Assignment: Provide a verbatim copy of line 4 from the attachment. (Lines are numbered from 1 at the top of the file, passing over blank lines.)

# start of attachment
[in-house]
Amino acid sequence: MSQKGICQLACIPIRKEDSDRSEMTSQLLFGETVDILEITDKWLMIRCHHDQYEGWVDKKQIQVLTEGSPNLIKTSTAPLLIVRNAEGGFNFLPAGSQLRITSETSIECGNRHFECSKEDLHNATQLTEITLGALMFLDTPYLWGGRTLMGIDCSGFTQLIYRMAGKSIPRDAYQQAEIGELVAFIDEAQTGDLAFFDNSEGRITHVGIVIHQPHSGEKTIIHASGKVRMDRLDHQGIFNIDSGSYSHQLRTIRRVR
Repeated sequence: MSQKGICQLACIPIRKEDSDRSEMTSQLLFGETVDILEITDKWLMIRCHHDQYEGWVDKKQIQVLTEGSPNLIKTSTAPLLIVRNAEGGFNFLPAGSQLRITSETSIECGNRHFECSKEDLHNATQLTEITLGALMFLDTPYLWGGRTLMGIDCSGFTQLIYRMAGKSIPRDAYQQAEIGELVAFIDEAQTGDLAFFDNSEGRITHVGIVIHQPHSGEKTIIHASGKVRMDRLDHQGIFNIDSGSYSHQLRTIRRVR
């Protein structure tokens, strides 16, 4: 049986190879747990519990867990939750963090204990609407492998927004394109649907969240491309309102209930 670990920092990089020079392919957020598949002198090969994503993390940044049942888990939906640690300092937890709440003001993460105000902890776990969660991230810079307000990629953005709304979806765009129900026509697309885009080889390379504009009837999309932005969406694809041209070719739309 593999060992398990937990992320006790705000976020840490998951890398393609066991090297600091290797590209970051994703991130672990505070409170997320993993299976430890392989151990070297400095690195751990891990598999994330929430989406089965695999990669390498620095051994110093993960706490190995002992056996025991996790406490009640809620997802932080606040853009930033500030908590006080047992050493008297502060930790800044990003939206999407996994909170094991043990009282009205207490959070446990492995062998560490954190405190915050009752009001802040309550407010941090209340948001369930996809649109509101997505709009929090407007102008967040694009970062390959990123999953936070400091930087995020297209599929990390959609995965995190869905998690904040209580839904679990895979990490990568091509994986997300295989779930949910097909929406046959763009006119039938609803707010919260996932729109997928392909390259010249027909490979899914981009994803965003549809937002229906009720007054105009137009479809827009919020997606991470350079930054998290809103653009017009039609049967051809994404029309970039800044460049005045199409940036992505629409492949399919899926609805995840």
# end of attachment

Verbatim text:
């Protein structure tokens, strides 16, 4: 049986190879747990519990867990939750963090204990609407492998927004394109649907969240491309309102209930 670990920092990089020079392919957020598949002198090969994503993390940044049942888990939906640690300092937890709440003001993460105000902890776990969660991230810079307000990629953005709304979806765009129900026509697309885009080889390379504009009837999309932005969406694809041209070719739309 593999060992398990937990992320006790705000976020840490998951890398393609066991090297600091290797590209970051994703991130672990505070409170997320993993299976430890392989151990070297400095690195751990891990598999994330929430989406089965695999990669390498620095051994110093993960706490190995002992056996025991996790406490009640809620997802932080606040853009930033500030908590006080047992050493008297502060930790800044990003939206999407996994909170094991043990009282009205207490959070446990492995062998560490954190405190915050009752009001802040309550407010941090209340948001369930996809649109509101997505709009929090407007102008967040694009970062390959990123999953936070400091930087995020297209599929990390959609995965995190869905998690904040209580839904679990895979990490990568091509994986997300295989779930949910097909929406046959763009006119039938609803707010919260996932729109997928392909390259010249027909490979899914981009994803965003549809937002229906009720007054105009137009479809827009919020997606991470350079930054998290809103653009017009039609049967051809994404029309970039800044460049005045199409940036992505629409492949399919899926609805995840």